Perhaps the way the ACA “injected sanity” would be more to your point.

  8. Obamacare attempted to inject some sanity into end-of-life by promoting a living will, but true to form the radial right religionists labeled it a slippery slope to an obligation to die. Further attempts at some intelligent dying is the right to die movement facing uphill battles by those who demand we ignore a patient’s wishes and spend whatever (not their money) to get that last minute of breath.

    Medicare now pays for hospice, a good thing.

  9. The war on death is one we will not win.
    In the last 50 years we have developed extensive technologies and surgeries for saving life and limb. We have also developed new treatments for previously fatal diseases such as AIDS and many cancers.
    We have also extended life spans for many individuals with heart disease and diabetes, many of which would not have made it past middle age 50-75 years ago.
    It is rare (but changing, I think) for the dying to be cared for at home, more likely in hospice or a hospital setting, so most modern Americans have little or no experience with death.
    Religion or spirituality has declined, which for many may bring a comfort level that after death, a new life may begin. It always astounded me that the Evangelical Christians were so adamant about the Terry Schiavo case, when, after all if there’s a better place beyond this life, why not let her go there? (and I mean no disrespect as I count myself as a Christian).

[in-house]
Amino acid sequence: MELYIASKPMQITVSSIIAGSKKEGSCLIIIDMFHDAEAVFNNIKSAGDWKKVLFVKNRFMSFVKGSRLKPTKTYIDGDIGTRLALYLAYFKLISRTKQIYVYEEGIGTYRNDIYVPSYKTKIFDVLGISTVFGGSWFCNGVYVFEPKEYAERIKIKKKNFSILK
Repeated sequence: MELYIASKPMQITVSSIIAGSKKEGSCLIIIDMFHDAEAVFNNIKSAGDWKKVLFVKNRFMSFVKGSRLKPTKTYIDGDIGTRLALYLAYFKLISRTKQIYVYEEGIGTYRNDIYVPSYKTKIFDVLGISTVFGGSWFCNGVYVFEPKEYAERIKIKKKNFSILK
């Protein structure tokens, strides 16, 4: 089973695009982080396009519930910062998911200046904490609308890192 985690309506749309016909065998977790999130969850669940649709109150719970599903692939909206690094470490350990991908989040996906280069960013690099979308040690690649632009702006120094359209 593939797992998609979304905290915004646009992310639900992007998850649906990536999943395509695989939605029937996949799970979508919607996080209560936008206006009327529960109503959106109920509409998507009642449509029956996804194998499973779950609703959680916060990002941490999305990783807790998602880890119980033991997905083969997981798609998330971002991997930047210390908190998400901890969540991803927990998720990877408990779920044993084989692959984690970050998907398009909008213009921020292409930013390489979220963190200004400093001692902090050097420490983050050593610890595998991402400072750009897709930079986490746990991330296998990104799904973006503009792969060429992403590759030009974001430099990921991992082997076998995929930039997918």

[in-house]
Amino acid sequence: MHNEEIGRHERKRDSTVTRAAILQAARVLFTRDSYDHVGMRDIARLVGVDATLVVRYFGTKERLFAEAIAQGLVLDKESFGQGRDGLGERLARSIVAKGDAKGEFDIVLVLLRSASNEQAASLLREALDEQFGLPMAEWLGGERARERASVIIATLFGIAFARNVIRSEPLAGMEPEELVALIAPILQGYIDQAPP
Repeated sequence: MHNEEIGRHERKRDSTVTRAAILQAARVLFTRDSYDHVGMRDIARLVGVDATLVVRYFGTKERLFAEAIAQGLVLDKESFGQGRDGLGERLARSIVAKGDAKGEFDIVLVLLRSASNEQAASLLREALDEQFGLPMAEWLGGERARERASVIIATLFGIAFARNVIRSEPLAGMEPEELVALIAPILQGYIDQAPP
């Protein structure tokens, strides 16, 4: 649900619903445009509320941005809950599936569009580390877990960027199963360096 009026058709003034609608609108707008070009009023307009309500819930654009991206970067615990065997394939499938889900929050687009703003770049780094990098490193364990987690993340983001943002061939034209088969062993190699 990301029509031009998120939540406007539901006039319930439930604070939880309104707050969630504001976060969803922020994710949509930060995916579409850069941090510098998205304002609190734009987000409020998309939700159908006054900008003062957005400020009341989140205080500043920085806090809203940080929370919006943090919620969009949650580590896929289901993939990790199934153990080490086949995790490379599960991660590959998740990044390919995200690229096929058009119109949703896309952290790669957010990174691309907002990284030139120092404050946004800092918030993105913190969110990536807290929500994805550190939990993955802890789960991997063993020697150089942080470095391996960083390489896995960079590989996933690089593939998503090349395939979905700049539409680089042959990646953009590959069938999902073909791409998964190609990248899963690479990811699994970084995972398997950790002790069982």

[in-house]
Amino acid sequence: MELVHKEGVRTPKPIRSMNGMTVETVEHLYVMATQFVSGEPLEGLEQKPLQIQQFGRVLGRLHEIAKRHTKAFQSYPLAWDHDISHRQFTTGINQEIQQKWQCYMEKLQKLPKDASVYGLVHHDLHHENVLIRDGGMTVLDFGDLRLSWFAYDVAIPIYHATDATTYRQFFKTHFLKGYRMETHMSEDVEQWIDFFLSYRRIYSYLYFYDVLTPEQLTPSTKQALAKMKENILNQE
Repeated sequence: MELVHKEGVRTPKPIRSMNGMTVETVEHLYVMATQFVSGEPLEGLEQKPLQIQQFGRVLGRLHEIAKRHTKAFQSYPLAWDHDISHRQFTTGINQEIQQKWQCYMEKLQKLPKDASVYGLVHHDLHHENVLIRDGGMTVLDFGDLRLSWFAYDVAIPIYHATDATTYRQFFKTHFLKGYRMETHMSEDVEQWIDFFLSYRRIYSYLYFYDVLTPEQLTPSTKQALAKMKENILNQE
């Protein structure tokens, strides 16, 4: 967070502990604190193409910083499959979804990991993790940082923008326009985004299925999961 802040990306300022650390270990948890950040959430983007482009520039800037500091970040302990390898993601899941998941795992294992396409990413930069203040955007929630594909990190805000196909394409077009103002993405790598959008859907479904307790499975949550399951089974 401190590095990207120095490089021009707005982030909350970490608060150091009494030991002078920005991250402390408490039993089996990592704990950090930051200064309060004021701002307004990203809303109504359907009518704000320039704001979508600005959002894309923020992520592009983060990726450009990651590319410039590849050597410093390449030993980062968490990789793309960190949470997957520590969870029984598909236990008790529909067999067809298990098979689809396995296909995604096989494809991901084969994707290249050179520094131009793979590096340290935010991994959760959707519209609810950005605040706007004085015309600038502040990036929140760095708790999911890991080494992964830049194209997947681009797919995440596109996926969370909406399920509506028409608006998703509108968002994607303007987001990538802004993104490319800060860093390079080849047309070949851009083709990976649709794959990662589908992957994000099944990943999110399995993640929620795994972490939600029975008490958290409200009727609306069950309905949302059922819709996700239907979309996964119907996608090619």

All the above reasons, plus physicians’ fear of doing something wrong or against someone’s wishes make it extremely difficult to fashion good coherent approaches to death and dying in this modern tech-heavy country.
    Someone wrote an article in the recent past either on this blog or another medical blog about “living well”. If we take the approach that death is inevitable, and living well (whatever one’s definition) is the ultimate goal of medicine or health care, we may get somewhere to resolve an unresolvable situation.